By Paul Russell, Founder, Hope Australia
Mary Porter is a Member of the Legislative Assembly in the Canberra (ACT) Parliament. In recent years, Ms Porter has made end-of-life issues something of a leitmotif for her parliamentary career.
In the Canberra Times yesterday she attacked Philip Nitschke calling him a ‘zealot’ who was “far more interested in his own self-aggrandisement than he is in promoting rational debate”.
“He comes along and he has his plastic bags and his [barbiturate] Nembutal and its about people paying attention to Dr Nitschke and him being the saviour,” she said. “When I talked to people overseas who know him, who are pro-euthanasia and work in the field, they told me about experiences they have had with him that have not been positive.”
Porter wisely added that, “Dr Nitschke’s long-running campaign limited informed debate about end-of-life options such as palliative care and informed planning.”
This is one of our abiding concerns: aging Australians and those facing a difficult prognosis will naturally hold concerns for their own welfare which may even amount to genuine fears. Where do they find the solutions to their very real questions? Nitschke’s ‘poisonous snakeoil salesman’ routine and constant public presence might seem to be far easier to access than quality information about medical and support services and a suite of other possible alternatives. Going to Exit for solutions isn’t really about choice; it is essentially the end of choice!
But Porter, like others, clearly see that the recent news about Nitschke ‘Death Coaching’ individuals who suicided using his methods does damage to the pro-euthanasia cause.
The Age newspaper editorialised these concerns yesterday:
“It would be a shame were opponents of assisted death to seize on Dr Nitschke’s behaviour as an argument against reforming laws that, in Victoria, make it a criminal offence, carrying a maximum penalty of five years’ jail, to aid or abet death by suicide.”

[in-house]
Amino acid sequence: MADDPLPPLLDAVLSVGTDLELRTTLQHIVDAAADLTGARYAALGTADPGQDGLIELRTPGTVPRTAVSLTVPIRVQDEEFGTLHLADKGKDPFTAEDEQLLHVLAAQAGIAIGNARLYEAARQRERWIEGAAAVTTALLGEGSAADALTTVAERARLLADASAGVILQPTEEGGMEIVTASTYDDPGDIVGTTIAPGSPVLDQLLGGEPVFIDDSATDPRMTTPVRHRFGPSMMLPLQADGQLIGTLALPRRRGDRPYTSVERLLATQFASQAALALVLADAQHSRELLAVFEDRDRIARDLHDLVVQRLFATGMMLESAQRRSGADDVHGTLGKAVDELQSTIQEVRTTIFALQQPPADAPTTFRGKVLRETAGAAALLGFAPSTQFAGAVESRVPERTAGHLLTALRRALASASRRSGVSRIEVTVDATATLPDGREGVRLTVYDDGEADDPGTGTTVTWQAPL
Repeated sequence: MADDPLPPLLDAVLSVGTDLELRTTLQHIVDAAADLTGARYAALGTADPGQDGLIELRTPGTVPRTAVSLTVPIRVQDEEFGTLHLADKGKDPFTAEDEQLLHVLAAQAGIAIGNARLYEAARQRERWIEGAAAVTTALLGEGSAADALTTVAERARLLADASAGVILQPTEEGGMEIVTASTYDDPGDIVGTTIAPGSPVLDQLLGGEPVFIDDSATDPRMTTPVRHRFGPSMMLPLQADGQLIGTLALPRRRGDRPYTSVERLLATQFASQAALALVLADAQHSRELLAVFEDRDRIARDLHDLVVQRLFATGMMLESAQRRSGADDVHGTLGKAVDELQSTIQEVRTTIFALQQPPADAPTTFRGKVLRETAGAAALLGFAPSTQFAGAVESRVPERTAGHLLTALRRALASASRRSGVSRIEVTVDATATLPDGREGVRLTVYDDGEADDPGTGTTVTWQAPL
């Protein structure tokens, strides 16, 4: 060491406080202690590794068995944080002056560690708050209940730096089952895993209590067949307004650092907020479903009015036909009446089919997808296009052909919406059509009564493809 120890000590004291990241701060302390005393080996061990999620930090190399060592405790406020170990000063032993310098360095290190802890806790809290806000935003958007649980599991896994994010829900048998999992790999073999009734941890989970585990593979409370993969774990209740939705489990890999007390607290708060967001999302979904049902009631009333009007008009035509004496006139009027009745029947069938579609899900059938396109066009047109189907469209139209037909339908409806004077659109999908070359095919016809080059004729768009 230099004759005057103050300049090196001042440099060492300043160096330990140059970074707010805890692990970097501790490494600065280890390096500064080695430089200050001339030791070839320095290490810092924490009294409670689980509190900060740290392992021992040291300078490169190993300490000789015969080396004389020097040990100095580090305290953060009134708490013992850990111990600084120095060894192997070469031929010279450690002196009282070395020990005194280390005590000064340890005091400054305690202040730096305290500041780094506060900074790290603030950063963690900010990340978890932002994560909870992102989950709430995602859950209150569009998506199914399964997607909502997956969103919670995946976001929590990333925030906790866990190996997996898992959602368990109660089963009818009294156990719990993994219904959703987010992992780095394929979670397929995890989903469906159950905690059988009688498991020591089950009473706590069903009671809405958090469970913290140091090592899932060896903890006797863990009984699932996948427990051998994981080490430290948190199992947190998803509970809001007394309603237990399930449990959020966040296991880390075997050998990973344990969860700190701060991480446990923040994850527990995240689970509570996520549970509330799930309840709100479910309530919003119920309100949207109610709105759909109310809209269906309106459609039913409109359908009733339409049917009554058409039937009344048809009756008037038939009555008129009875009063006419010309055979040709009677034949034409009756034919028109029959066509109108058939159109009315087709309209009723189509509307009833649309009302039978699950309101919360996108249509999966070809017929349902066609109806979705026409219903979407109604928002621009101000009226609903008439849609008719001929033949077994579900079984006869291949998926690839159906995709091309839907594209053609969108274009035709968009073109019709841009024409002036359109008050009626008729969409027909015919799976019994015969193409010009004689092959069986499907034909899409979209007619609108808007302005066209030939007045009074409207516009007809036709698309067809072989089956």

But, as I’ve said before, while those who work for legislative change are focused on the present, Nitschke actually does show us the future; a place where the logic of his argument, that assisted suicide or euthanasia should be available for any adult, any time, regardless of illness etc. as the incremental end point of any limited regimen, comes home to roost. One only need to look to Belgium to see that scenario being played out.
The Canberra Times article closes with Nitschke’s reply to Porter. I think it makes this point very well:
“The broader debate is much bigger than her blinkered view that it’s all about simply passing a piece of legislation which will allow terminally ill people under set, very specific circumstances to get lawful help to die,” he said. “To try and argue that, when people do get embroiled in the much bigger debate about where the borders of these important moral and ethical issues lie, is somehow or other damaging to the cause, or damaging to the euthanasia debate, I think shows a very limited understanding of the broader issue.”
Editor’s note. This appeared at noeuthanasia.org.au.